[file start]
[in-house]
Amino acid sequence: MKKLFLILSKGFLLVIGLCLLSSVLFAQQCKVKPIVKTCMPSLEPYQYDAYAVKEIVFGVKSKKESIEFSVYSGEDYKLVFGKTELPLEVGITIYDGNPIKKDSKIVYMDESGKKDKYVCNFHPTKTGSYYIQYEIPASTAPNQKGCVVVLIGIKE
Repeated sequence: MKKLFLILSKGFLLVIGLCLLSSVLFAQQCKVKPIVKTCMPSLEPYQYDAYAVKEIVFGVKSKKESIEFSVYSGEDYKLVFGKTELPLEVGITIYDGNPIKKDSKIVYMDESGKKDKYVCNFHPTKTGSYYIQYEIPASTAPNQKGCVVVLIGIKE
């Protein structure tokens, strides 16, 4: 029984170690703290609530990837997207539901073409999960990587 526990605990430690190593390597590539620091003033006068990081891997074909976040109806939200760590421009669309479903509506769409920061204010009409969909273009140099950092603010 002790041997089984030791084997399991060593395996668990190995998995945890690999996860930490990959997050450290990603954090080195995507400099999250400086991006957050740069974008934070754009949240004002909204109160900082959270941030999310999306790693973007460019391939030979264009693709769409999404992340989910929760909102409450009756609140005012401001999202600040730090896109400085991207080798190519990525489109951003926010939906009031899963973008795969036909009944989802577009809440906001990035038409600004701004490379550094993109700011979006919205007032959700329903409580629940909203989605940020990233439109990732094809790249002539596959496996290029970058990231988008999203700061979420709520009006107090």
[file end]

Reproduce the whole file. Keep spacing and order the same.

[in-house]
Amino acid sequence: MKKLFLILSKGFLLVIGLCLLSSVLFAQQCKVKPIVKTCMPSLEPYQYDAYAVKEIVFGVKSKKESIEFSVYSGEDYKLVFGKTELPLEVGITIYDGNPIKKDSKIVYMDESGKKDKYVCNFHPTKTGSYYIQYEIPASTAPNQKGCVVVLIGIKE
Repeated sequence: MKKLFLILSKGFLLVIGLCLLSSVLFAQQCKVKPIVKTCMPSLEPYQYDAYAVKEIVFGVKSKKESIEFSVYSGEDYKLVFGKTELPLEVGITIYDGNPIKKDSKIVYMDESGKKDKYVCNFHPTKTGSYYIQYEIPASTAPNQKGCVVVLIGIKE
């Protein structure tokens, strides 16, 4: 029984170690703290609530990837997207539901073409999960990587 526990605990430690190593390597590539620091003033006068990081891997074909976040109806939200760590421009669309479903509506769409920061204010009409969909273009140099950092603010 002790041997089984030791084997399991060593395996668990190995998995945890690999996860930490990959997050450290990603954090080195995507400099999250400086991006957050740069974008934070754009949240004002909204109160900082959270941030999310999306790693973007460019391939030979264009693709769409999404992340989910929760909102409450009756609140005012401001999202600040730090896109400085991207080798190519990525489109951003926010939906009031899963973008795969036909009944989802577009809440906001990035038409600004701004490379550094993109700011979006919205007032959700329903409580629940909203989605940020990233439109990732094809790249002539596959496996290029970058990231988008999203700061979420709520009006107090």